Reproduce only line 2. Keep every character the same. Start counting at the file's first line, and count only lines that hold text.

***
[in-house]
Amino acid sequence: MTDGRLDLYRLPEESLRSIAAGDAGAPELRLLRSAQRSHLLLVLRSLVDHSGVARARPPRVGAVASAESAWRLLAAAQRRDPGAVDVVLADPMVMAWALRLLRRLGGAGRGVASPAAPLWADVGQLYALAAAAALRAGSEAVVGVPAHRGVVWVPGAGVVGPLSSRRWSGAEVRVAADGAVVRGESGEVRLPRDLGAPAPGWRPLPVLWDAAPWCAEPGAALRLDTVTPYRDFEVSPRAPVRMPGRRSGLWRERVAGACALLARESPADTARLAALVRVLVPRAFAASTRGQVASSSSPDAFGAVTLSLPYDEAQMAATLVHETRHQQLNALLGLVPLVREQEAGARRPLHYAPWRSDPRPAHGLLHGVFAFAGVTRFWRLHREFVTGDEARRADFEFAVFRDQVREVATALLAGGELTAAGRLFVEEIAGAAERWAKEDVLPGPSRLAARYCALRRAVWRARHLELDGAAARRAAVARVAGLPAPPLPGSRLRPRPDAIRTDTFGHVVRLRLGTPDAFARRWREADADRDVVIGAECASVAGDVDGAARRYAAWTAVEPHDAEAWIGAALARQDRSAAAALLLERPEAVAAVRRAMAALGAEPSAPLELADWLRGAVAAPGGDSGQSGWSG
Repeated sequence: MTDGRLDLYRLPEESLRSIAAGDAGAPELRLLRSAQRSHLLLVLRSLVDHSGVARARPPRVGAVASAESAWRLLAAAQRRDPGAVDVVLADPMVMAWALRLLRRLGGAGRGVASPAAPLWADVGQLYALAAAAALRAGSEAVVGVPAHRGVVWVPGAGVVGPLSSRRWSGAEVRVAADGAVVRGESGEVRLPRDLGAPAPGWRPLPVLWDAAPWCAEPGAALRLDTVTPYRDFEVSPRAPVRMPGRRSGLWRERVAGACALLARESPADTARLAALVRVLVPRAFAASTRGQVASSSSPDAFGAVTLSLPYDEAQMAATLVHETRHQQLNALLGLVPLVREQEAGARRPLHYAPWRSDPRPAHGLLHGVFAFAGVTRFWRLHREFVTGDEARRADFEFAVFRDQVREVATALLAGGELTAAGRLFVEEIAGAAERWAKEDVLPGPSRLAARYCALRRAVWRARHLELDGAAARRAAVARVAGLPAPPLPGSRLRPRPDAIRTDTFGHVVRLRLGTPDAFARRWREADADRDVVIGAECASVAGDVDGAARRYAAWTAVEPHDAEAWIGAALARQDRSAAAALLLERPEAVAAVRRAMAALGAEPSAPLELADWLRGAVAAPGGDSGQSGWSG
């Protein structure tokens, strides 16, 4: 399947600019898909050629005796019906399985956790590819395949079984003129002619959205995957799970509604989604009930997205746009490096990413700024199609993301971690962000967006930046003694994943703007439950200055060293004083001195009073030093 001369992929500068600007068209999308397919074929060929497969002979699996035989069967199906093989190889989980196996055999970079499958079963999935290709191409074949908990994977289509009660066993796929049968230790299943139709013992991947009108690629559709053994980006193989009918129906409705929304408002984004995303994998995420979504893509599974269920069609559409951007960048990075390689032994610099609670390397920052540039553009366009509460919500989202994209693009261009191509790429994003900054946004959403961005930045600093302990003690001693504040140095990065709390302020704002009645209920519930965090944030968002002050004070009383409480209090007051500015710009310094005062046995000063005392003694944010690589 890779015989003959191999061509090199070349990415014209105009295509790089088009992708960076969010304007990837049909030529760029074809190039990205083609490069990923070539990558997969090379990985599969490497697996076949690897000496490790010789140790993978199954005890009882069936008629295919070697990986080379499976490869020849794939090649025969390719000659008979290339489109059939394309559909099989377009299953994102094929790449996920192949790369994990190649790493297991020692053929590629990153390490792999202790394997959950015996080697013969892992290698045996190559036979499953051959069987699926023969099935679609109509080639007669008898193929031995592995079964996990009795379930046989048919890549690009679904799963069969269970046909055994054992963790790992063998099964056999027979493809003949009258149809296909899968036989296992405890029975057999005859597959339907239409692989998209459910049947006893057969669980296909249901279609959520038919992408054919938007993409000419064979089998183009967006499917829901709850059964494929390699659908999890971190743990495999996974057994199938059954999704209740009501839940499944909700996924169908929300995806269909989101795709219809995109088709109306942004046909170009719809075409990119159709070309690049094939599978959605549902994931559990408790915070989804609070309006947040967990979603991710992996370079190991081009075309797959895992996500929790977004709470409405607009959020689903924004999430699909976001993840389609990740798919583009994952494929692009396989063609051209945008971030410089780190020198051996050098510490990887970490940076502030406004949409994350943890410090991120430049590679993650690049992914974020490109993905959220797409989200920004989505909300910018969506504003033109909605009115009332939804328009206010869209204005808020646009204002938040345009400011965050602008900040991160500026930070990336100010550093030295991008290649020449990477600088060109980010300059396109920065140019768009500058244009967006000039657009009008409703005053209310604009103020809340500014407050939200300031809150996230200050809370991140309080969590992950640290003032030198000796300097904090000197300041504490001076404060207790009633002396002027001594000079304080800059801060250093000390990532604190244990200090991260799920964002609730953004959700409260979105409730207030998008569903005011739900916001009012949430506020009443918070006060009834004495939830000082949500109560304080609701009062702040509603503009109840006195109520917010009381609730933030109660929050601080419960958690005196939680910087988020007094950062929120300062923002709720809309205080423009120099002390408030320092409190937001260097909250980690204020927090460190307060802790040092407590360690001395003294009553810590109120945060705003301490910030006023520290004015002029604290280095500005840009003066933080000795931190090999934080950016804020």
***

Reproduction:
Amino acid sequence: MTDGRLDLYRLPEESLRSIAAGDAGAPELRLLRSAQRSHLLLVLRSLVDHSGVARARPPRVGAVASAESAWRLLAAAQRRDPGAVDVVLADPMVMAWALRLLRRLGGAGRGVASPAAPLWADVGQLYALAAAAALRAGSEAVVGVPAHRGVVWVPGAGVVGPLSSRRWSGAEVRVAADGAVVRGESGEVRLPRDLGAPAPGWRPLPVLWDAAPWCAEPGAALRLDTVTPYRDFEVSPRAPVRMPGRRSGLWRERVAGACALLARESPADTARLAALVRVLVPRAFAASTRGQVASSSSPDAFGAVTLSLPYDEAQMAATLVHETRHQQLNALLGLVPLVREQEAGARRPLHYAPWRSDPRPAHGLLHGVFAFAGVTRFWRLHREFVTGDEARRADFEFAVFRDQVREVATALLAGGELTAAGRLFVEEIAGAAERWAKEDVLPGPSRLAARYCALRRAVWRARHLELDGAAARRAAVARVAGLPAPPLPGSRLRPRPDAIRTDTFGHVVRLRLGTPDAFARRWREADADRDVVIGAECASVAGDVDGAARRYAAWTAVEPHDAEAWIGAALARQDRSAAAALLLERPEAVAAVRRAMAALGAEPSAPLELADWLRGAVAAPGGDSGQSGWSG